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szdaily -> World
Tunnel collapse latest safety issue at nuclear site in US
    2017-May-11  08:53    Shenzhen Daily

THE collapse of an underground tunnel containing radioactive waste that forced workers at the Hanford Nuclear Reservation in the United States to shelter in place is the latest incident to raise safety concerns at the sprawling site that made plutonium for nuclear bombs for decades after World War II.

Officials detected no release of radiation Tuesday and no workers were injured, said Randy Bradbury, a spokesman for the Washington state Department of Ecology.

No workers were inside the tunnel when it collapsed, causing soil on the surface above to sink 0.5 to 1.2 meters over a 37-square-meter area, officials said.

The tunnels are hundreds of meters long, with about 2.4 meters of soil covering them, the U.S. Department of Energy said.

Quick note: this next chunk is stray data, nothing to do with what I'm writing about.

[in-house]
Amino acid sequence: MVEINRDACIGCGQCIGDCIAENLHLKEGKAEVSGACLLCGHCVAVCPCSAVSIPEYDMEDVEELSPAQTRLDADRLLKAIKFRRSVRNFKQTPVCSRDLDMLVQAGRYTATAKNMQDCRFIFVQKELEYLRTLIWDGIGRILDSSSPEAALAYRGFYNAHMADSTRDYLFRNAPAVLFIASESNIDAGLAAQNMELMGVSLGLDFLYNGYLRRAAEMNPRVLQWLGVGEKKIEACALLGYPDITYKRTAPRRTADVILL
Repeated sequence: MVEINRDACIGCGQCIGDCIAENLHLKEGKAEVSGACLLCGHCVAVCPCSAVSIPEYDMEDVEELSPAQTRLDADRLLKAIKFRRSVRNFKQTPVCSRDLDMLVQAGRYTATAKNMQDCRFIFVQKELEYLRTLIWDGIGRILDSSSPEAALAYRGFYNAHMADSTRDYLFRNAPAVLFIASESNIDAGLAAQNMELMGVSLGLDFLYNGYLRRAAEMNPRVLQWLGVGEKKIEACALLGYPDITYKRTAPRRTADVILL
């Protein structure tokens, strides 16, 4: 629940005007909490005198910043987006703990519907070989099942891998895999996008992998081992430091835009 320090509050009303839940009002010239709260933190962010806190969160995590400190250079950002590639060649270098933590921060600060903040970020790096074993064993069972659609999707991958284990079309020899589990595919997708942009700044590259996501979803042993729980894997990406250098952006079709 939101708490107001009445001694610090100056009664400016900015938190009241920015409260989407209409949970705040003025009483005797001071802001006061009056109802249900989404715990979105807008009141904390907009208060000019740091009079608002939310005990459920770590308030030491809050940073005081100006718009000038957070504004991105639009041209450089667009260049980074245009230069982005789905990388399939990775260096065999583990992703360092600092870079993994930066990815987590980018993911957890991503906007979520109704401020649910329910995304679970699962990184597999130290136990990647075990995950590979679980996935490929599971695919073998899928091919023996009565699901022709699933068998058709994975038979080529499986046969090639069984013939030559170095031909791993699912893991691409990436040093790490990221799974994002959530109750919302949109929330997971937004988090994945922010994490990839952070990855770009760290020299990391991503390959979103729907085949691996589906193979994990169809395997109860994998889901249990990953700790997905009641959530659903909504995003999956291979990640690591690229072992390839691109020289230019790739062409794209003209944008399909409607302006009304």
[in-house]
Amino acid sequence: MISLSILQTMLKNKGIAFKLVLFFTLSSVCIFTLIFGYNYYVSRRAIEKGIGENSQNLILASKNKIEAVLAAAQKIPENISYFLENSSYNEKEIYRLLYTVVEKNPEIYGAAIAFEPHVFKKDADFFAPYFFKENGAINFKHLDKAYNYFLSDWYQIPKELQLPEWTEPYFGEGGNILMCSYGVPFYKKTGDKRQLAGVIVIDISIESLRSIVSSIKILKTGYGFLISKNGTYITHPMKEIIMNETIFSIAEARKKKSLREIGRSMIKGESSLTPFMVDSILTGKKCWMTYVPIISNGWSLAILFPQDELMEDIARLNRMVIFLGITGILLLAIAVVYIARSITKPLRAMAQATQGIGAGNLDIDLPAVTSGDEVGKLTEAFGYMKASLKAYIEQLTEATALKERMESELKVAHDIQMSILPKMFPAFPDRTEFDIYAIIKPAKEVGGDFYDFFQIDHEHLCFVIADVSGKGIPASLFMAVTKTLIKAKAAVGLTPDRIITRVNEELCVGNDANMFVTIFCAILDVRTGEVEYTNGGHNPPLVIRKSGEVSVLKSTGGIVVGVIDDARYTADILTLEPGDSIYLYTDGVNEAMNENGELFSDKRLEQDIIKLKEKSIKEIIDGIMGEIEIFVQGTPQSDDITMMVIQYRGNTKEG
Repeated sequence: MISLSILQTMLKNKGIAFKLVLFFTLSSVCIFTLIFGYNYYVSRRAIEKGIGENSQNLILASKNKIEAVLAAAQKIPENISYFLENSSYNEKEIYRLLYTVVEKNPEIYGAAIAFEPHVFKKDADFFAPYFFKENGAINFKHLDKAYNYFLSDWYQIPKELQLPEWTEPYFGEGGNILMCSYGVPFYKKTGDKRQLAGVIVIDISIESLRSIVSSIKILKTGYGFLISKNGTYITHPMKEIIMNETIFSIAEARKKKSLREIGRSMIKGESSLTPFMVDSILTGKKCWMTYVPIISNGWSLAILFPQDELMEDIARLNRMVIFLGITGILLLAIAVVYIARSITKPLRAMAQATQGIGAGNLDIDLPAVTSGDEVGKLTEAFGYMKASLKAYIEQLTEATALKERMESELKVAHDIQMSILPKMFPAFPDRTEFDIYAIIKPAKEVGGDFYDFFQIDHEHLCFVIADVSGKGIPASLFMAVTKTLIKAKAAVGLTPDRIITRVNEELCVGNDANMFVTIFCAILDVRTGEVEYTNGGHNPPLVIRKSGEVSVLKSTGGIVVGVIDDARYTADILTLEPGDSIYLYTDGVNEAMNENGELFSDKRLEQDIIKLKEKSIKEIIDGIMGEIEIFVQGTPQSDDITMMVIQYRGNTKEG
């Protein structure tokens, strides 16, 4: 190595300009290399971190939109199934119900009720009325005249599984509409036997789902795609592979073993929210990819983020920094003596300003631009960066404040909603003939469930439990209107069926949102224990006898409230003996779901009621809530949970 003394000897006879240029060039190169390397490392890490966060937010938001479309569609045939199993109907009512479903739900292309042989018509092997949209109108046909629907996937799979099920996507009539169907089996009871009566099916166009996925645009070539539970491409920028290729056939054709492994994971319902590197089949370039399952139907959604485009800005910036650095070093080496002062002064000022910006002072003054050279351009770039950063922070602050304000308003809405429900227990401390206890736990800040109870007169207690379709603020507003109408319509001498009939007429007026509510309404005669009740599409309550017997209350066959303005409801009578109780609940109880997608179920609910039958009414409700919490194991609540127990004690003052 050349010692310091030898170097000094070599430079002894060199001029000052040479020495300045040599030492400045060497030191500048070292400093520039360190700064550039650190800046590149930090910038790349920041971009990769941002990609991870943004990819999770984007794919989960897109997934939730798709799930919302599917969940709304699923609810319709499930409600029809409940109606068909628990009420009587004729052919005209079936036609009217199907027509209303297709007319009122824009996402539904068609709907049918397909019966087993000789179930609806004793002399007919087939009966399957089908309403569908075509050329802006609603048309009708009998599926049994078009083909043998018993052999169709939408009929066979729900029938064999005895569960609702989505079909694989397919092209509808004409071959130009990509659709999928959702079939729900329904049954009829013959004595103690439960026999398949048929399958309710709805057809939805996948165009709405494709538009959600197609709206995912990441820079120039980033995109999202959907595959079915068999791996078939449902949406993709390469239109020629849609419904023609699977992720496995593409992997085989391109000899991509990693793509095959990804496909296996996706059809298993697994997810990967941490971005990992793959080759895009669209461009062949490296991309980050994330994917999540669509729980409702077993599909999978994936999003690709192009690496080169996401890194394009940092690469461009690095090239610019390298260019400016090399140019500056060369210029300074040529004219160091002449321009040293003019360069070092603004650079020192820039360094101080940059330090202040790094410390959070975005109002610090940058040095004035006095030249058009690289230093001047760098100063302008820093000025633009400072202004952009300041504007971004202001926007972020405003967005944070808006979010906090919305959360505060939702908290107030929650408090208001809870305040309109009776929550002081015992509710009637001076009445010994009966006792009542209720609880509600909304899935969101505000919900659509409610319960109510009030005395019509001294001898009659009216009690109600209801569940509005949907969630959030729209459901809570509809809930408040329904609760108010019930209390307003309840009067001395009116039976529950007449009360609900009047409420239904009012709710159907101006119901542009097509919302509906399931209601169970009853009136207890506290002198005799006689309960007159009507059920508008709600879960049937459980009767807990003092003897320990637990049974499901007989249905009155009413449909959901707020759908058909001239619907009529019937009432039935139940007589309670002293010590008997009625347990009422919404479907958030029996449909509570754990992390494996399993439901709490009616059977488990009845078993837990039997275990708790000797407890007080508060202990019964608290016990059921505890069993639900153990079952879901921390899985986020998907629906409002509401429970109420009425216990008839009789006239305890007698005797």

The anti-nuclear group Beyond Nuclear said the incident helped show “radioactive waste management is out of control.”

Democratic U.S. Sen. Maria Cantwell of Washington said worker safety must be the priority.

Worker safety has long been a concern at Hanford, which is located about 322 kilometers southeast of Seattle.

Washington Attorney General Bob Ferguson filed a lawsuit last fall against the Energy Department and its contractor, Washington River Protection Solutions, contending vapors released from underground nuclear waste tanks posed a serious risk to workers.

Ferguson said that since the early 1980s, hundreds of workers have been exposed to vapors escaping from the tanks and that those breathing the vapors developed nosebleeds, chest and lung pain, headaches, coughing, sore throats, irritated eyes and difficulty breathing.

Lawyers for the Energy Department have said no evidence has been provided showing workers have been harmed by vapors.

The cause of the collapse was not immediately known.

(SD-Agencies)

 

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